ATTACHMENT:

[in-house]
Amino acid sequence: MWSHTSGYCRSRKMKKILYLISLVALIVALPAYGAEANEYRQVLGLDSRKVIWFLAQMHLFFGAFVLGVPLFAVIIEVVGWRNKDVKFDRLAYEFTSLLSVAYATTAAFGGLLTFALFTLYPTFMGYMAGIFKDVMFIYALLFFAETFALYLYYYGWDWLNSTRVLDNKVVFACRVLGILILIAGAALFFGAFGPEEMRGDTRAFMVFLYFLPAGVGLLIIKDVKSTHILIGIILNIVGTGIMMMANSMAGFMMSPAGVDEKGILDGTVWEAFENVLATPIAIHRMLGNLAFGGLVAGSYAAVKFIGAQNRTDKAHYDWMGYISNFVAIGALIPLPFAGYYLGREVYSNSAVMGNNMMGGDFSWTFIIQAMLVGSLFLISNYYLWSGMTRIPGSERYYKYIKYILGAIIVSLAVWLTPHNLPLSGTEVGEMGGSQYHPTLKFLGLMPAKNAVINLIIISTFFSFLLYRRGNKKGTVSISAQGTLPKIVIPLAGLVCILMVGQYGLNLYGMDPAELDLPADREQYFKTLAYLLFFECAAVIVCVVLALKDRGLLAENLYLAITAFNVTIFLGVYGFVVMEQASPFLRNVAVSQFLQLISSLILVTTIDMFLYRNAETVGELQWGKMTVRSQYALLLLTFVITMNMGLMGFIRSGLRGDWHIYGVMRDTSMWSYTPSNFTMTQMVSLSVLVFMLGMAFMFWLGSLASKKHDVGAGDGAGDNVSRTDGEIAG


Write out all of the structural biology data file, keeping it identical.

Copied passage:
[in-house]
Amino acid sequence: MWSHTSGYCRSRKMKKILYLISLVALIVALPAYGAEANEYRQVLGLDSRKVIWFLAQMHLFFGAFVLGVPLFAVIIEVVGWRNKDVKFDRLAYEFTSLLSVAYATTAAFGGLLTFALFTLYPTFMGYMAGIFKDVMFIYALLFFAETFALYLYYYGWDWLNSTRVLDNKVVFACRVLGILILIAGAALFFGAFGPEEMRGDTRAFMVFLYFLPAGVGLLIIKDVKSTHILIGIILNIVGTGIMMMANSMAGFMMSPAGVDEKGILDGTVWEAFENVLATPIAIHRMLGNLAFGGLVAGSYAAVKFIGAQNRTDKAHYDWMGYISNFVAIGALIPLPFAGYYLGREVYSNSAVMGNNMMGGDFSWTFIIQAMLVGSLFLISNYYLWSGMTRIPGSERYYKYIKYILGAIIVSLAVWLTPHNLPLSGTEVGEMGGSQYHPTLKFLGLMPAKNAVINLIIISTFFSFLLYRRGNKKGTVSISAQGTLPKIVIPLAGLVCILMVGQYGLNLYGMDPAELDLPADREQYFKTLAYLLFFECAAVIVCVVLALKDRGLLAENLYLAITAFNVTIFLGVYGFVVMEQASPFLRNVAVSQFLQLISSLILVTTIDMFLYRNAETVGELQWGKMTVRSQYALLLLTFVITMNMGLMGFIRSGLRGDWHIYGVMRDTSMWSYTPSNFTMTQMVSLSVLVFMLGMAFMFWLGSLASKKHDVGAGDGAGDNVSRTDGEIAG